The U.S. Supreme Court's ruling Thursday to uphold most of the health care reform law is disappointing, U.S. Rep. Paul Ryan, R-Wis., said in a phone interview from Washington, D.C., following the decision.
"But we are not deterred," said Ryan, the Janesville Republican who represents Racine County in Congress. "Ultimately this is going to be up to the American people through their elected representatives this fall to decide whether this law stands or not."
He went on to say, "I find it interesting to note that the Supreme Court ruled that Congress is limited in its ability to regulate behavior but it is not limited in its behavior to tax and spend and to try to tax people's behavior. This is something that the Supreme Court decided was not their call and it's going to be the call of the American people this fall."
If the Republicans take the majority, he believes they will be able to repeal most of this law with a simple majority of the House and Senate.
Although, some of the regulatory parts of the law would take 60 votes in the Senate, said Ryan, the chairman of the House Budget Committee and one of Mitt Romney's possible GOP vice president picks. Ryan said he believes every Republican in the U.S. Senate now would vote to repeal the health care law.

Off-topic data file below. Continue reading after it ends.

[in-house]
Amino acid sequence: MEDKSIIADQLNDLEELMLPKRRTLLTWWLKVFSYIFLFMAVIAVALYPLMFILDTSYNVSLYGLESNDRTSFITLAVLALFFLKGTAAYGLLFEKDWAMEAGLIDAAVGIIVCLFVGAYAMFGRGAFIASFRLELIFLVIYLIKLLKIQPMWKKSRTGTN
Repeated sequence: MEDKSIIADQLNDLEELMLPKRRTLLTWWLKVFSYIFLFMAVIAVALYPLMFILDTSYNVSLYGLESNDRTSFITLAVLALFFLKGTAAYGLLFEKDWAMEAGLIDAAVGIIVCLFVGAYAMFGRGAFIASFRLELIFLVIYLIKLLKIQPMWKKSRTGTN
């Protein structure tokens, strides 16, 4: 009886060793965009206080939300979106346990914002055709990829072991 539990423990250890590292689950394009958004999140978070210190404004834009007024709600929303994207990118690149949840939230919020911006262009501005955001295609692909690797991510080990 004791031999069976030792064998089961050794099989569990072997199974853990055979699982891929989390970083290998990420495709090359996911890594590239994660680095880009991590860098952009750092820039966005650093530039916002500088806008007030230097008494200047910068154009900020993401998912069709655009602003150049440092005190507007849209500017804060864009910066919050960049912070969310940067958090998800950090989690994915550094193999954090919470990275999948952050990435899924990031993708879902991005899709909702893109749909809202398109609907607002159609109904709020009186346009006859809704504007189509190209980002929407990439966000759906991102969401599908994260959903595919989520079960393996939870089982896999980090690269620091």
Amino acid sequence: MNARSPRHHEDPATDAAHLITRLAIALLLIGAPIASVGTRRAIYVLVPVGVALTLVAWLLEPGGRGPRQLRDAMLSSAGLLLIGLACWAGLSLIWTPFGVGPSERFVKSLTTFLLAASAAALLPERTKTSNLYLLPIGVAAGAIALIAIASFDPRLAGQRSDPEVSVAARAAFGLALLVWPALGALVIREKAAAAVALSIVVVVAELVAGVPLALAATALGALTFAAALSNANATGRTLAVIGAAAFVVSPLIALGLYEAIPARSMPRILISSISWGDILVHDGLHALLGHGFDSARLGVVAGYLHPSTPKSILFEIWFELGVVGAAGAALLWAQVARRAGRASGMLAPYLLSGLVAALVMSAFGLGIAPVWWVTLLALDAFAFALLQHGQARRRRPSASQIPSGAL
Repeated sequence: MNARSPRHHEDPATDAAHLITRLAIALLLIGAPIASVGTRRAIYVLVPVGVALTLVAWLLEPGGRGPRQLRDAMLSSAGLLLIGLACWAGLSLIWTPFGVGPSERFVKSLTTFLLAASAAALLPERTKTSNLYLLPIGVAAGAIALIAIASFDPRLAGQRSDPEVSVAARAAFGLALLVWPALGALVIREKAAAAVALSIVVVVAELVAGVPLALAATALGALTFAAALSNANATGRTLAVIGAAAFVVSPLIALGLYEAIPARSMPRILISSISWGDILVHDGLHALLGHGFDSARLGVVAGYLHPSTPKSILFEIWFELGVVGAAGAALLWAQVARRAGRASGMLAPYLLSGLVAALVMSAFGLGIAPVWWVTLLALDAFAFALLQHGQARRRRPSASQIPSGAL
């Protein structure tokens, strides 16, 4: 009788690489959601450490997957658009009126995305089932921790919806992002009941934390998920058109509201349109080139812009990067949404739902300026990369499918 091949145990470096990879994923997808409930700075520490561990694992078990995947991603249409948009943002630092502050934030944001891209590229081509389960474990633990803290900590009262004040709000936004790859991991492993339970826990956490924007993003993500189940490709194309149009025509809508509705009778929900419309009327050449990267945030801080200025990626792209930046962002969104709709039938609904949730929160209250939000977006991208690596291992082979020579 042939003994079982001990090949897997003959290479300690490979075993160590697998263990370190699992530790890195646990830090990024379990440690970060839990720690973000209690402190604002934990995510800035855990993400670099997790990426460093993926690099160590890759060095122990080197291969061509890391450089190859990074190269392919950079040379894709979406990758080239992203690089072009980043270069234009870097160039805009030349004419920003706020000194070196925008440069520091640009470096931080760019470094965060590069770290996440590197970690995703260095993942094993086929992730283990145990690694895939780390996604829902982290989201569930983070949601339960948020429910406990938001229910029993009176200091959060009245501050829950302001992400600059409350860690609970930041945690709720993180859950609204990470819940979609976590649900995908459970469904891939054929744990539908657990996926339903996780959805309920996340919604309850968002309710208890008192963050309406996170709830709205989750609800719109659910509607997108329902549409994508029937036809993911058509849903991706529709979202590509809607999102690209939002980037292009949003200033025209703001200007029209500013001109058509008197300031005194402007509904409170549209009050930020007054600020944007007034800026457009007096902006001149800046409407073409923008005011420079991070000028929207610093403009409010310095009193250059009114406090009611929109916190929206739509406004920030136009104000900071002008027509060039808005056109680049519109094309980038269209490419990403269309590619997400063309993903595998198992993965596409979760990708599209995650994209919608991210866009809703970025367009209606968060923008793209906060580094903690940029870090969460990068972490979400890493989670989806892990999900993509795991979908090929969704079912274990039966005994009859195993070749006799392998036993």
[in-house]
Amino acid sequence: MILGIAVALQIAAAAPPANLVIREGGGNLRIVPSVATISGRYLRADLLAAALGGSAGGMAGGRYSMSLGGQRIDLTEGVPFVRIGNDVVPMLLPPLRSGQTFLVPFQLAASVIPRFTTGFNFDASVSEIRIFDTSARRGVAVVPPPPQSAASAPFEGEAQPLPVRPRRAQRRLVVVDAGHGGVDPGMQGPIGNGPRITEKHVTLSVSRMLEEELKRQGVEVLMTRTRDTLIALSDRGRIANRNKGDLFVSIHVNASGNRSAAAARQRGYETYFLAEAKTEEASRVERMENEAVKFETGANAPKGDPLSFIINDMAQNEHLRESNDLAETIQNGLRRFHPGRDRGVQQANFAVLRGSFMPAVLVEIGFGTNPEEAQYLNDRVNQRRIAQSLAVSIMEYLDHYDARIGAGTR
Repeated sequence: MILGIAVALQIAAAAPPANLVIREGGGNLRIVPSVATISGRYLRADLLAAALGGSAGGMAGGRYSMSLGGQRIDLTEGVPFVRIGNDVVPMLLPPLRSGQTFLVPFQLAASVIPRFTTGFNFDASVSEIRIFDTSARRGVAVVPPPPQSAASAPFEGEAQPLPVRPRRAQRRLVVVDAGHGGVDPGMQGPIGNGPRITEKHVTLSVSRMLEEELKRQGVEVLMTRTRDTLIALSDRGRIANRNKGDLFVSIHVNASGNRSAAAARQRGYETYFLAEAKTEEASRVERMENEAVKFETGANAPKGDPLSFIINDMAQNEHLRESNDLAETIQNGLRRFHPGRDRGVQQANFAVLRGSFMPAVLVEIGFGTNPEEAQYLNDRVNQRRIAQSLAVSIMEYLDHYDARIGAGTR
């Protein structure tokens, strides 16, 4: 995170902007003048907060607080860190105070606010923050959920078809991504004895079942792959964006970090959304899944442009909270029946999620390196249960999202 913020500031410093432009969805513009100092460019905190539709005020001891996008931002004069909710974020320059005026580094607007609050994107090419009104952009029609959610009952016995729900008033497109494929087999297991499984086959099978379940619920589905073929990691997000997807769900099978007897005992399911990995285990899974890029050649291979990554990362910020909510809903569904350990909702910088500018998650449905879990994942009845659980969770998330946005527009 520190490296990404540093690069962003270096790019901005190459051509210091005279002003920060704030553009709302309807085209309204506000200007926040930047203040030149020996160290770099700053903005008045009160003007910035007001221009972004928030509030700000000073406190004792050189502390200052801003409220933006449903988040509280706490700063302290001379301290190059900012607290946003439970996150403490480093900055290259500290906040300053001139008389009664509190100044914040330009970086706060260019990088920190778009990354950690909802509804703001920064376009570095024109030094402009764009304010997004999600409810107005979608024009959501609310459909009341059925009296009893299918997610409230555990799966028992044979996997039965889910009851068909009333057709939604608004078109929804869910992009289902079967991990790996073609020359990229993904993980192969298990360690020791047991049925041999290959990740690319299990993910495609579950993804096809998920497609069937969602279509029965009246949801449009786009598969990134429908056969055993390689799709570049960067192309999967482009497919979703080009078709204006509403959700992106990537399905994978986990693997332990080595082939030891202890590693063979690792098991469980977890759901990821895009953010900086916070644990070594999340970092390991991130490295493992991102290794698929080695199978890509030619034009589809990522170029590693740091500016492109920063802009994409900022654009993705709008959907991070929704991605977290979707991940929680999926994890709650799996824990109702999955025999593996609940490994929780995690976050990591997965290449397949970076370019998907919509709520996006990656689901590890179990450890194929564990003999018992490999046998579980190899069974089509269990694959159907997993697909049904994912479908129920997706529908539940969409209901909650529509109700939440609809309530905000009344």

If the law is not repealed, Ryan said, people are going to lose their work insurance and have to go on the medical exchange, the quality of Medicare will be in jeopardy and it will lead to an explosion of the country's debt.
Ryan said there are affordable health care alternatives "without a government takeover of the health care system."
But he said if Republicans gain the majority "we don't want to cram through our 2,700 page bill in the dark of night without a transparent process."
It would take some time to do it right, Ryan said referring to repealing and replacing the Affordable Care Act. But he said it clearly can be done in next year's session.